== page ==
2. Snapchat is a popular app that allows you to send a message or a picture for a certain period of time that claims to disappear when the time is up, however it is easy to take screenshots. Some apps allow users to retrieve lost Snapchat pictures without the other user knowing and many are uploaded to other platforms. This disappearing acts leads teens to underestimate the power of what they can say and ignores that harmful messages can be imprinted forever in the minds of targets and in the software. Snapchat is also associated with sexting, as teens think the pictures they send or feel pressured into sending are private and temporary.  
  3. Kik is a messaging app where teens create usernames instead of using their real phone number to communicate with others. It is an encrypted app that teens give out to people they meet online as a way to talk more privately or intimately than through a photo-sharing platform like Instagram or an online forum like Reddit. As it does not require your real name, it is easy to create a fake account, which makes it easier for sexual predators and bullies to take advantage of the privacy settings of the app and use it to send inappropriate and hurtful messages without having to take responsibility for the impact.
  4. GroupMe is a messaging app that uses your real phone number to send group messages for free to users with any kind of smartphone. Groups do not have a limited amount of numbers and you do not have to know everyone in the group to be added. While group chats are useful for group projects or planning activities, many high schools have mass group chats for the entire grade, or most of it, where gossip spreads like wildfire. Some students may be singled out of the group chat and targeted behind their back. Cyberbullying in a group context increases the number of bystanders, who are less likely to stand up for the person being targeted in such a large crowd. Using encrypted platforms like GroupMe makes it difficult for parents to find out what is going on.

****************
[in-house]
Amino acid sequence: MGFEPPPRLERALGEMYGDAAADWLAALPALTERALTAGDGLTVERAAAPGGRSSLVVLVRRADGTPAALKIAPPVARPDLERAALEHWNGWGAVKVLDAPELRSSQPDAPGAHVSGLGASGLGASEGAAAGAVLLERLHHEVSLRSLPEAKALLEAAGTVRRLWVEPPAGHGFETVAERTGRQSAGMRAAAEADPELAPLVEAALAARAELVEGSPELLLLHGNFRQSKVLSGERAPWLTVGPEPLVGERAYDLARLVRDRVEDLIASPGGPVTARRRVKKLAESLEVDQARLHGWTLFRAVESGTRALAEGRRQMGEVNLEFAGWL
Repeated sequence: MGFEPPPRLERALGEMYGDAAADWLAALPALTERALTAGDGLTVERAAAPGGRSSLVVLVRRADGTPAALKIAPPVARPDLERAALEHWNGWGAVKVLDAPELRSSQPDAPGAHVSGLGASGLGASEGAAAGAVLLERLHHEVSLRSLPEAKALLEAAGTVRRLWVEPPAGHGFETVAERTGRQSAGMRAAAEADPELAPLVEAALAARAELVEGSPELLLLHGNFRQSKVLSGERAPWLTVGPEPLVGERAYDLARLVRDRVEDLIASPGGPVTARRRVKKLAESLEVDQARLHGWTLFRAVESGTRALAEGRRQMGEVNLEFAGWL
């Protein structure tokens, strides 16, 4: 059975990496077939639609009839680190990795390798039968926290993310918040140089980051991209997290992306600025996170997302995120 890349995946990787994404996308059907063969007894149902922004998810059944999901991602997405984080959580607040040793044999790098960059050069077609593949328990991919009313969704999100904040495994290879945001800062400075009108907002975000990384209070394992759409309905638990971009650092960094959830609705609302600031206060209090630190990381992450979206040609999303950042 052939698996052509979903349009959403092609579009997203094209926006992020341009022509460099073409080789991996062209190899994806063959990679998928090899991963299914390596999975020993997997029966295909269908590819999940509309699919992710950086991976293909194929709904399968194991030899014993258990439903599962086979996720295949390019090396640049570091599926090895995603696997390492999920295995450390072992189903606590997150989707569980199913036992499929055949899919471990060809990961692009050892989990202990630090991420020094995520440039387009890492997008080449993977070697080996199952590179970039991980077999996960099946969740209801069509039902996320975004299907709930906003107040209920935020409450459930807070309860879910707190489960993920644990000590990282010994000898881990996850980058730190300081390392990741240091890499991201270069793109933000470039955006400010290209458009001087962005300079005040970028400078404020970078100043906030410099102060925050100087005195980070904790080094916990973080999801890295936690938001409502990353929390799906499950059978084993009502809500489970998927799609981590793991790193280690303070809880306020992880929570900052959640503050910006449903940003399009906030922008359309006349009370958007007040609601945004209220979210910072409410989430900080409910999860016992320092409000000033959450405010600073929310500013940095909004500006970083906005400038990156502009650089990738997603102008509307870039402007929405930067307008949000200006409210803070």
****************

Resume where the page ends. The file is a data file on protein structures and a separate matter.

While it is becoming harder to delete all traces of your social media presence, it is important to help your teen understand the potential issues that can be created by popular social media apps and the effect it can have on their self-esteem, relationships, and safety. While you should not have to monitor everything they do online, encourage your teen to add you on social media networks as a reminder not to post anything they wouldn’t feel comfortable talking to people about in person. Encourage them to reach out if they feel they’ve been threatened online, not to minimize it and to step in for others they witness being harassed online.

Elevations RTC is a co-ed residential treatment center for teens ages 13-17 who are struggling with mental health issues that have been affected by their technology use and victimization online. Our students struggle with anxiety, depression, ADHD, self esteem, and bullying. We follow a intensive interdisciplinary approach that offers college preparatory academics, therapeutic recreation activities, and individual, family and group psychotherapy. Elevations gives students the skills and confidence they need to transition to the real world and lead healthy, happy lives. We can help your family today!